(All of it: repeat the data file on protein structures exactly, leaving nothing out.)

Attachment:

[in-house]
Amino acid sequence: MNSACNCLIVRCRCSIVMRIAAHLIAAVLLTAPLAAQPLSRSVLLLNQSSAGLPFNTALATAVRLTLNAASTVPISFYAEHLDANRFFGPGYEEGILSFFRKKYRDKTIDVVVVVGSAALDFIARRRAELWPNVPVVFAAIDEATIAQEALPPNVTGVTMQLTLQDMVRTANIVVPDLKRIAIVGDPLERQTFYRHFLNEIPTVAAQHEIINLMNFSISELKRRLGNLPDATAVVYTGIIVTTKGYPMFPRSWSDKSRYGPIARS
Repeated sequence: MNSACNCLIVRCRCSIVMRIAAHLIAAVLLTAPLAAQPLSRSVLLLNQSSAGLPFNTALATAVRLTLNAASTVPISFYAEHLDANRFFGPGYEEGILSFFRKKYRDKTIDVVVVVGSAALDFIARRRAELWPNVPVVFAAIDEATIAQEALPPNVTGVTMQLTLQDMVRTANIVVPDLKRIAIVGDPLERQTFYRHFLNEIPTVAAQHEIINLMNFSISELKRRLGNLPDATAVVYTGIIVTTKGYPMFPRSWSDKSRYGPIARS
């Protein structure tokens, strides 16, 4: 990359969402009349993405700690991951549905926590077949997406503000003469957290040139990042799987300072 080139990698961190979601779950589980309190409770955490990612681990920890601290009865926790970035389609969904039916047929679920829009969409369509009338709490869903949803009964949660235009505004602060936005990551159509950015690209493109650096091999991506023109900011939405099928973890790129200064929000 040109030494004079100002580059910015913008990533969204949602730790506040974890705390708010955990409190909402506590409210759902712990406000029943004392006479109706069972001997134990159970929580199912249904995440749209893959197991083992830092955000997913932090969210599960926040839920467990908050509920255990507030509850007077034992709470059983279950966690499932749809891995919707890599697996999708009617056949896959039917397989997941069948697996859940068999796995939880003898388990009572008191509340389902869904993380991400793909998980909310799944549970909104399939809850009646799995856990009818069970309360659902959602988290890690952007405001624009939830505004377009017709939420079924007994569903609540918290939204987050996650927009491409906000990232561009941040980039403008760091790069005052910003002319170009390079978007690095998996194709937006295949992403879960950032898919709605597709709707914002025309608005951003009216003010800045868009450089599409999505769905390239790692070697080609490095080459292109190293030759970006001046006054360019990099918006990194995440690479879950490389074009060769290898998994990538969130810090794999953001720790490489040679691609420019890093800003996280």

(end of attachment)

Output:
[in-house]
Amino acid sequence: MNSACNCLIVRCRCSIVMRIAAHLIAAVLLTAPLAAQPLSRSVLLLNQSSAGLPFNTALATAVRLTLNAASTVPISFYAEHLDANRFFGPGYEEGILSFFRKKYRDKTIDVVVVVGSAALDFIARRRAELWPNVPVVFAAIDEATIAQEALPPNVTGVTMQLTLQDMVRTANIVVPDLKRIAIVGDPLERQTFYRHFLNEIPTVAAQHEIINLMNFSISELKRRLGNLPDATAVVYTGIIVTTKGYPMFPRSWSDKSRYGPIARS
Repeated sequence: MNSACNCLIVRCRCSIVMRIAAHLIAAVLLTAPLAAQPLSRSVLLLNQSSAGLPFNTALATAVRLTLNAASTVPISFYAEHLDANRFFGPGYEEGILSFFRKKYRDKTIDVVVVVGSAALDFIARRRAELWPNVPVVFAAIDEATIAQEALPPNVTGVTMQLTLQDMVRTANIVVPDLKRIAIVGDPLERQTFYRHFLNEIPTVAAQHEIINLMNFSISELKRRLGNLPDATAVVYTGIIVTTKGYPMFPRSWSDKSRYGPIARS
């Protein structure tokens, strides 16, 4: 990359969402009349993405700690991951549905926590077949997406503000003469957290040139990042799987300072 080139990698961190979601779950589980309190409770955490990612681990920890601290009865926790970035389609969904039916047929679920829009969409369509009338709490869903949803009964949660235009505004602060936005990551159509950015690209493109650096091999991506023109900011939405099928973890790129200064929000 040109030494004079100002580059910015913008990533969204949602730790506040974890705390708010955990409190909402506590409210759902712990406000029943004392006479109706069972001997134990159970929580199912249904995440749209893959197991083992830092955000997913932090969210599960926040839920467990908050509920255990507030509850007077034992709470059983279950966690499932749809891995919707890599697996999708009617056949896959039917397989997941069948697996859940068999796995939880003898388990009572008191509340389902869904993380991400793909998980909310799944549970909104399939809850009646799995856990009818069970309360659902959602988290890690952007405001624009939830505004377009017709939420079924007994569903609540918290939204987050996650927009491409906000990232561009941040980039403008760091790069005052910003002319170009390079978007690095998996194709937006295949992403879960950032898919709605597709709707914002025309608005951003009216003010800045868009450089599409999505769905390239790692070697080609490095080459292109190293030759970006001046006054360019990099918006990194995440690479879950490389074009060769290898998994990538969130810090794999953001720790490489040679691609420019890093800003996280």